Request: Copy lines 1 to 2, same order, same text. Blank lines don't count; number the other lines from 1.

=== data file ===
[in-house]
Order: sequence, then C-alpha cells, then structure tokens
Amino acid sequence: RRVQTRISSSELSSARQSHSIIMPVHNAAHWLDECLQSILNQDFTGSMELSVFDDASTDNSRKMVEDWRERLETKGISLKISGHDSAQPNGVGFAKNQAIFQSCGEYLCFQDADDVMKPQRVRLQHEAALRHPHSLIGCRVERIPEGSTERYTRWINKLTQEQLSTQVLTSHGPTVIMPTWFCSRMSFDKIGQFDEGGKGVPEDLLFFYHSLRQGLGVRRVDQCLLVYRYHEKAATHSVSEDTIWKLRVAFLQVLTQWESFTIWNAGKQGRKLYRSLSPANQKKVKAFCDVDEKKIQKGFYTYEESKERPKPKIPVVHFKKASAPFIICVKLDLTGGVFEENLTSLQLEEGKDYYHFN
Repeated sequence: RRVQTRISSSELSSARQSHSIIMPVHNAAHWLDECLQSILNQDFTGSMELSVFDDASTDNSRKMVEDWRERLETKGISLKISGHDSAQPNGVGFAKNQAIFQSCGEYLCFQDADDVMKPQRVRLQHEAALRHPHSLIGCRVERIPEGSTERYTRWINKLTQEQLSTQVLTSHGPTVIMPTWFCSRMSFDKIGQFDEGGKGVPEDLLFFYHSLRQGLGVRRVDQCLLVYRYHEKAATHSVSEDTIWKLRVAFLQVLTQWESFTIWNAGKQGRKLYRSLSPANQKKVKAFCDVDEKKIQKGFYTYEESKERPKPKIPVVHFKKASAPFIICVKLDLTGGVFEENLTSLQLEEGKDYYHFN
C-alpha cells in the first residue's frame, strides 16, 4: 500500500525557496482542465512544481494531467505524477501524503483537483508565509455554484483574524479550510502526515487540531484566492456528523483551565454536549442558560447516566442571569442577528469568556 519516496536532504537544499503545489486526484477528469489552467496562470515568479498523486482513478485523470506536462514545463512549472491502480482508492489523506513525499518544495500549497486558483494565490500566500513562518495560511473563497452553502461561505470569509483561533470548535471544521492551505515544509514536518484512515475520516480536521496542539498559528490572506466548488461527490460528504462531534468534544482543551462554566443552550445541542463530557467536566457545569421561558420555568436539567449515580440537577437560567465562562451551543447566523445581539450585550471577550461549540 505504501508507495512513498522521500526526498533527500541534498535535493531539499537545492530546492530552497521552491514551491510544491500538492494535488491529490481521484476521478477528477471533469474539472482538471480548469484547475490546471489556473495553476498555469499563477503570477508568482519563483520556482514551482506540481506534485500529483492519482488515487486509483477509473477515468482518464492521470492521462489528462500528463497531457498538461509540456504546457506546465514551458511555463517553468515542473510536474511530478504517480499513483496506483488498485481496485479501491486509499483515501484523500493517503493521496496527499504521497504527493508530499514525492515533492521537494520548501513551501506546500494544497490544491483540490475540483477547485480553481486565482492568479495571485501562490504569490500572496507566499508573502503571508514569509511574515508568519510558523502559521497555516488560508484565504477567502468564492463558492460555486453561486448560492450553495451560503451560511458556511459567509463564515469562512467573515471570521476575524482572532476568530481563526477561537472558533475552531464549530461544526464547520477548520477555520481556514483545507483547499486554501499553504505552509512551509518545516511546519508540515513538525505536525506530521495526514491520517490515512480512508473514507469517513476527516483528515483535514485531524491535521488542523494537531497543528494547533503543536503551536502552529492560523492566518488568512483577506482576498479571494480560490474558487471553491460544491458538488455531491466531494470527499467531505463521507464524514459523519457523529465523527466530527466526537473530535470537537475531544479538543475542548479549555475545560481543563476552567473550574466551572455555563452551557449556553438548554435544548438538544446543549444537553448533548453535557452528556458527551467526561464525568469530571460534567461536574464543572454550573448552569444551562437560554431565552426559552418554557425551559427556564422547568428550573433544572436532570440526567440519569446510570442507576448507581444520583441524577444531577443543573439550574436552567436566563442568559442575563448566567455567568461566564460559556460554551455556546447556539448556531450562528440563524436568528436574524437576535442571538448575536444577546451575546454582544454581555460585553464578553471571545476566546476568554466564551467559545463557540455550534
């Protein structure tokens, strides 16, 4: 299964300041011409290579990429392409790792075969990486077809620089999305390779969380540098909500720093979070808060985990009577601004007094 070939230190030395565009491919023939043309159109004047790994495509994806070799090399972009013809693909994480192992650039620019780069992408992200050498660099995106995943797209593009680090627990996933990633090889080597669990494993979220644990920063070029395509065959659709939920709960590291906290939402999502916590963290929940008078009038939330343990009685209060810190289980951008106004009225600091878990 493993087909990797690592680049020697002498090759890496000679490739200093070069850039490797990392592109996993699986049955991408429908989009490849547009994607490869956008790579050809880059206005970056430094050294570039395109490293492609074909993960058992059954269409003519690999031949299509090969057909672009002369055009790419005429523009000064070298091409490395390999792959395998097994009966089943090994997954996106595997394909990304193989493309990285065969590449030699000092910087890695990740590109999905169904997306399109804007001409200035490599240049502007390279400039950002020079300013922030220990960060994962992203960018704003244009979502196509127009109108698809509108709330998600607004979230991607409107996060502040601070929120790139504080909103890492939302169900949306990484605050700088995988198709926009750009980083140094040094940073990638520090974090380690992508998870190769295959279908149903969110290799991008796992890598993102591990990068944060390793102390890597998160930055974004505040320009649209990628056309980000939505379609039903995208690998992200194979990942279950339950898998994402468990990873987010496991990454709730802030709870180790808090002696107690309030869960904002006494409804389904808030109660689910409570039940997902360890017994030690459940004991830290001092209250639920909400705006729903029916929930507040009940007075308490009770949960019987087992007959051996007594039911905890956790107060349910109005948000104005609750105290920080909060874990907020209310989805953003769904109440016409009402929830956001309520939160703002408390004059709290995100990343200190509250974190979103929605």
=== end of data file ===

[in-house]
Order: sequence, then C-alpha cells, then structure tokens